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It’s a big deal in a state where homeowners have fiercely fought any changes to single-family neighborhoods. California Governor Gavin Newsom is catching up on his “to do” list after the recall election, and just signed two important pieces of housing legislation. One is SB 9 which eliminates single-family zoning in most neighborhoods across the state. The other is SB 10 which makes it easier for cities to build multi-family apartment buildings in some areas. (1)
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Senate Bill 9 is especially significant after years of homeowner opposition to previous efforts to increase housing density in single-family neighborhoods. This bill allows for single-family parcels to be split in two, and duplexes to be built on each half, which allows for a total of four units on one lot. The other bill will streamline the approval process for the development of multi-family housing near transit and urban infill areas.
The Single-Family Mindset
The bill that ends single-family zoning is especially significant. It’s a housing concept that is deeply entrenched in the minds of homeowners and housing codes across the U.S., not just California. The so-called “single-family neighborhood” has created the suburbs as we know them today.
Single-family zoning has also been used as a racial barrier for people who can’t afford bigger homes with bigger yards. And with higher home prices, the gap is growing between those who can afford to buy homes and those who can’t. In California, the median price for a home has gone up more than 21% in the past year to more than $700,000. That’s according to Zillow. (2)
Those two bills along with Senate Bill 8 are part of Governor Newsom’s California Comeback Plan. SB 8 extends the Housing Crisis Act of 2019 to jumpstart more housing production, and the Comeback Plan is a five-point plan to address major issues in a post-pandemic world.
California’s Comeback Plan
The first leg of that plan is the state’s effort to help people hit hard by COVID-19. Other parts of the plan include housing affordability and homelessness, upgrading schools as gateways for opportunity, addressing climate change and making the state more resilient against wildfires, and creating infrastructure that will take the state into the next century.
SB 9 and 10 are part of the housing affordability leg. As Newsom says: “The housing affordability crisis is undermining the California Dream for families across the state, and threatens our long-term growth and prosperity.”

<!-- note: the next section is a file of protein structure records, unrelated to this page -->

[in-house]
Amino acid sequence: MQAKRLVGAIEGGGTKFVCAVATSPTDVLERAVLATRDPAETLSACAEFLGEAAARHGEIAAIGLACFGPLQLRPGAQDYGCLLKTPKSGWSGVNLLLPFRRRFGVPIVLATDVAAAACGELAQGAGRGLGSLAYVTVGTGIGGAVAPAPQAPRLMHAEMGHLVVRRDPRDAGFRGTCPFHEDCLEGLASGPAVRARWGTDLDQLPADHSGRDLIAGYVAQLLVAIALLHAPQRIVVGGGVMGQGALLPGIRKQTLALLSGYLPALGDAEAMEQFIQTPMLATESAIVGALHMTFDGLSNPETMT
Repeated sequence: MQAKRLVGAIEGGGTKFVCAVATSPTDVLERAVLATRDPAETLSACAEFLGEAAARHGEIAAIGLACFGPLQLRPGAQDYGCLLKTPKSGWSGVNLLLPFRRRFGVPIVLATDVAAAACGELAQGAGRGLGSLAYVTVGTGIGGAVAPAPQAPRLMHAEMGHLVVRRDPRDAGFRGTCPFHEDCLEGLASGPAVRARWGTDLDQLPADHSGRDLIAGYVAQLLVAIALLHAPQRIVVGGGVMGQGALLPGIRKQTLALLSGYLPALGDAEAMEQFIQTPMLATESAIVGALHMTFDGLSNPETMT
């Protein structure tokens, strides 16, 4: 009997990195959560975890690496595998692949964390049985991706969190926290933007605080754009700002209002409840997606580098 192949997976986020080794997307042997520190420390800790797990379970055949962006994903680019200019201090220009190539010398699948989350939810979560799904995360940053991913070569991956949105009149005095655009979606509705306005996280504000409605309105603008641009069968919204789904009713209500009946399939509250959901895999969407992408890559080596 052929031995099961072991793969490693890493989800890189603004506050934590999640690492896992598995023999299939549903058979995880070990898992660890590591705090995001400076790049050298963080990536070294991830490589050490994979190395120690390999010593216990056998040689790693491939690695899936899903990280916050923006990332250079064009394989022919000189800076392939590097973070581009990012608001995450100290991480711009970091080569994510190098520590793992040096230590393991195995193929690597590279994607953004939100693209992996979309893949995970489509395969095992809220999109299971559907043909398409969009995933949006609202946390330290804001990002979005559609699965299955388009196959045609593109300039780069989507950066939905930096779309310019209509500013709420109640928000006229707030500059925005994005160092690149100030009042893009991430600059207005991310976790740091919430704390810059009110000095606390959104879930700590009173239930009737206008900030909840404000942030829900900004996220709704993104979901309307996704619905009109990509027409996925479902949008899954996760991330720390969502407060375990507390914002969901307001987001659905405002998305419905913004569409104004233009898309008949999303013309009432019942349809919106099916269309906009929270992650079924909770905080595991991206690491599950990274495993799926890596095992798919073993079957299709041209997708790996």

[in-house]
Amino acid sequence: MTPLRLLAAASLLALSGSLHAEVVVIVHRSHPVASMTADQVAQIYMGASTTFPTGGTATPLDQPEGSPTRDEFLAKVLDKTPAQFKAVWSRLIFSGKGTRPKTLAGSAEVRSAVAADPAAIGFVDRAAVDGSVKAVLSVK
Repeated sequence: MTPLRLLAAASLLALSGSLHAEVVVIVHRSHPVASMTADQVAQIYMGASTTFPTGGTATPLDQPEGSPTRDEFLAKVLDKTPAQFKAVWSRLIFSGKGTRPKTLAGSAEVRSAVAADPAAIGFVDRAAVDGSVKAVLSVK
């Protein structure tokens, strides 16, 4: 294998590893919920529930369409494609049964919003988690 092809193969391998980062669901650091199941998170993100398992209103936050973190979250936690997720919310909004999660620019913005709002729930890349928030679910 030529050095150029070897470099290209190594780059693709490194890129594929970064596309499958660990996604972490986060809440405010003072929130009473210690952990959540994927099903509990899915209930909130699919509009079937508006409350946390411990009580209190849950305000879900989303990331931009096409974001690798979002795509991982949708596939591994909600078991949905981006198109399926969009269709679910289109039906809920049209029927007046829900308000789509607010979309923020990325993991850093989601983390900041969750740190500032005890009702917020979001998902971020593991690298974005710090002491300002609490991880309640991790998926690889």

SB 9 Do’s and Don’ts
So what does all this mean for you if you are a single-family homeowner?
Currently, the law allows two units on a single-family lot. You can have a stand-alone home along with an accessory dwelling unit no larger than 500 square feet. This new law will allow up to four units on the same amount of land. But there are plenty of guidelines.
For example, if someone wants to split their lot in two, each new lot must be at least 1,200 square feet. Properties that have been listed as historic landmarks cannot be altered by this law. Also, any new unit created under this law CANNOT be used as a short-term rental. That’s defined as a unit that’s rented for less than 30 days, so more than 30 days is okay. (3)
According to the Daily Democrat, anyone who wants to build a duplex or split their property to build two duplexes must also plan to live in one of the units for at least three years. That applies to both homeowners and landlords.
The law makes it difficult for local districts to deny a valid development application. Local officials can reject a proposal if the project would have a “specific adverse impact” on “public health and safety, or the physical environment” and there are no other options for eliminating that adverse impact. As for size and design, upzoning projects would still need to adhere to local standards.
Will It Solve the Housing Gap?
Will this make a huge difference in California’s housing gap?
According to a recent study by the Terner Center for Housing Innovation at UC Berkeley, 5.4% of California’s single-family lots could be developed under SB 9. That could potentially create an additional 714,000 homes. But that’s still far short of the 3.5 million homes that Newsom wants to create in just another four years, by 2025.
If you’d like to read more about this legislation, check for links in the show notes at newsforinvestors.com.
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Thanks for listening. I'm Kathy Fettke.